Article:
1. Eat healthy: Eating healthy assumes the maximum importance; you need to eat healthy in order to control diabetes effectively. Include plenty of fruits and vegetables in the diet, but make sure to pick foods that contain little sugar. Fruits such as bananas and grapes are not the best options for a diabetic. Rather, one should consider cucumber and bitter gourd in such circumstances.
2. Exercise regularly: Regular exercise can keep your body weight at optimal levels which goes a long way in preventing and controlling symptoms of diabetes. Besides being good for your heart, cardiovascular exercises such as running bring down the excess glucose levels in the blood.
3. Limit stress: Stress is very harmful for the body as it reduces your immunity against diseases and infections. Leading a stressful life can make you prone to a variety of disorders, diabetes being one of them. Relaxation techniques such as meditation and yoga can help one deal with stress effectively.
As nature transitions seasons and exhibits change, Ayurveda recommends cleansing and rejuvenation to help the body adapt. Of particular focus at this time of the year is balancing vata. As discussed in the last newsletter, there is no system in the body that is not touched by vata, and according to Ayurvedic tradition, vata alone is responsible for more that 55% of the diseases encountered by humans.
Panchakarma is recommended at the change of seasons to help balance the shifts in doshas that can accumulate with the change in environment. The primary treatment in panchakarma that is geared towards vata is basti (Ayurvedic enema). Basti is so highly revered in the panchakarma process that it is said that the benefit received from basti is equal to the cumulative benefit of the other four processes in panchakarma. And that only makes sense, given the prevalence that vitiated vata plays in the disease process.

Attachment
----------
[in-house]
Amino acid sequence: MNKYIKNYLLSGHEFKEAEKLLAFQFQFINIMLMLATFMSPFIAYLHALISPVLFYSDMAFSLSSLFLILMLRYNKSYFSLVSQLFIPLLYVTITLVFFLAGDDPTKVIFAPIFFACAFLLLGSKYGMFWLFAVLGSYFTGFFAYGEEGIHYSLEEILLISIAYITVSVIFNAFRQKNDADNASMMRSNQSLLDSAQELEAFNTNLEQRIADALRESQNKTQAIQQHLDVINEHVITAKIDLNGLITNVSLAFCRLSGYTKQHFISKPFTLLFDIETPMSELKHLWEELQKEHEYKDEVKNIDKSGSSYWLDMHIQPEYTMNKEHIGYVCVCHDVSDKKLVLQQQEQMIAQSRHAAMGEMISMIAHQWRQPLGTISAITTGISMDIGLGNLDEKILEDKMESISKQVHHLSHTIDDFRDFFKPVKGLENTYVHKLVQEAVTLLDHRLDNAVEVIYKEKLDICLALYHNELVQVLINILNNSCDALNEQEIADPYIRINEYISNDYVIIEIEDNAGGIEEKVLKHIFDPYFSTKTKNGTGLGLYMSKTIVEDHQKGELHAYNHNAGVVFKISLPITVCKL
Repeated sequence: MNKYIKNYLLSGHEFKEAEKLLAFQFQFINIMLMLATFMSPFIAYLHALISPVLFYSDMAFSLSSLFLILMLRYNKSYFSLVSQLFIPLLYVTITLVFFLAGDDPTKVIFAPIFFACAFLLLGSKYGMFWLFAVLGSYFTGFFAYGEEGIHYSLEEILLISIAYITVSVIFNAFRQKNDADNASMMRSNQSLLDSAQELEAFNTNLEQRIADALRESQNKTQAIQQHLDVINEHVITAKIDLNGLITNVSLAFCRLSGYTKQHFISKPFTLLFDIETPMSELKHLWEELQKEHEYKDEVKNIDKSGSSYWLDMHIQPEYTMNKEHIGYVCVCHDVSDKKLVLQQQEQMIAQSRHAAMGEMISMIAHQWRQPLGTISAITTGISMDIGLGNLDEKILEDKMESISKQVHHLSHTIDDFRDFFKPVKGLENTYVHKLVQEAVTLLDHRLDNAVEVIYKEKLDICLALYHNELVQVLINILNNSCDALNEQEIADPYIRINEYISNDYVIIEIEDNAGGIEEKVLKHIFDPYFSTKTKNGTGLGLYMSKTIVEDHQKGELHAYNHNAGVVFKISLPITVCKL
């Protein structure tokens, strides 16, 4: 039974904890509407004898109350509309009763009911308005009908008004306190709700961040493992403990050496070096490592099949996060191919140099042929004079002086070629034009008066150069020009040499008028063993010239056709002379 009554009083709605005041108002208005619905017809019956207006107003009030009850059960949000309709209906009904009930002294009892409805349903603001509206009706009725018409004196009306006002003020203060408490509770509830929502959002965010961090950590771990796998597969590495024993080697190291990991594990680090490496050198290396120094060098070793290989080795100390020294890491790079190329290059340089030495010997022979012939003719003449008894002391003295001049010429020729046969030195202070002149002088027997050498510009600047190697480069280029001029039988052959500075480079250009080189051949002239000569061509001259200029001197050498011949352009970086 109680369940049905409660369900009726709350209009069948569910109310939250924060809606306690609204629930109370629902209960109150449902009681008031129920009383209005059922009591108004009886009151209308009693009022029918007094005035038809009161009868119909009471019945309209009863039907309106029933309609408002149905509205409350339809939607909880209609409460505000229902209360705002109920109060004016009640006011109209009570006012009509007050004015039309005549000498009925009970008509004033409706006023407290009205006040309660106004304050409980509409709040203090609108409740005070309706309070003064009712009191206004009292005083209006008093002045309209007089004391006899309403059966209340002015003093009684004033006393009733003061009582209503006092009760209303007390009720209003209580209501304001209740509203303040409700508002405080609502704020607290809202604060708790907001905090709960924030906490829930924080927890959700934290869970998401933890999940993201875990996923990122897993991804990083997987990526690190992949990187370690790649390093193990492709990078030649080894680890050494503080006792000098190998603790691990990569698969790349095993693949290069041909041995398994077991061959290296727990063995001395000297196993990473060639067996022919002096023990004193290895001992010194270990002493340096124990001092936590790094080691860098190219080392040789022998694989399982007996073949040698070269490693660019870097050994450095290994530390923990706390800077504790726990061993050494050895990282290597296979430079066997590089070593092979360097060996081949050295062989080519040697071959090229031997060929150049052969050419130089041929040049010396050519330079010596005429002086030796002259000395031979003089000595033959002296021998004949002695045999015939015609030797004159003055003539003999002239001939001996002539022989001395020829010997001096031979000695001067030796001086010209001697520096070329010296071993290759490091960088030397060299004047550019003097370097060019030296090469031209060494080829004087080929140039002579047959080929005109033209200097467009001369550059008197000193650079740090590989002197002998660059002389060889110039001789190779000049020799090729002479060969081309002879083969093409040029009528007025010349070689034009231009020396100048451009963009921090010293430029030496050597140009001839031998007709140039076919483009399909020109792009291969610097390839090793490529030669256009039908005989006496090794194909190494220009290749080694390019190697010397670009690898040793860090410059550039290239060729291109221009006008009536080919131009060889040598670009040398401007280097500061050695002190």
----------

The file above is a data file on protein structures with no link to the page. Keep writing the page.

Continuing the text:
Basti works in the region of the colon, but its impact is so far reaching and deep that simply calling this process an enema does not do it justice. Recall that as the major seat of vata in the GI tract, the colon is critical in keeping vata balanced in the entire body. In the stages of samprapti (Ayurvedic pathogenesis), vata first accumulates in the colon, and then as it begins to “overflow”, it will spread and create imbalanced vata in other susceptible parts of the body. This systemic imbalanced vata can affect almost any system in the body, as vata is a necessary presence throughout the body; it is likely to affect the systems which have some weakness (a khavaigunya). Basti provides herbal cleansing and nourishment directly into the intestines and colon, without having to be digested by the stomach and upper GI tract, as would be the case with anything taken by mouth.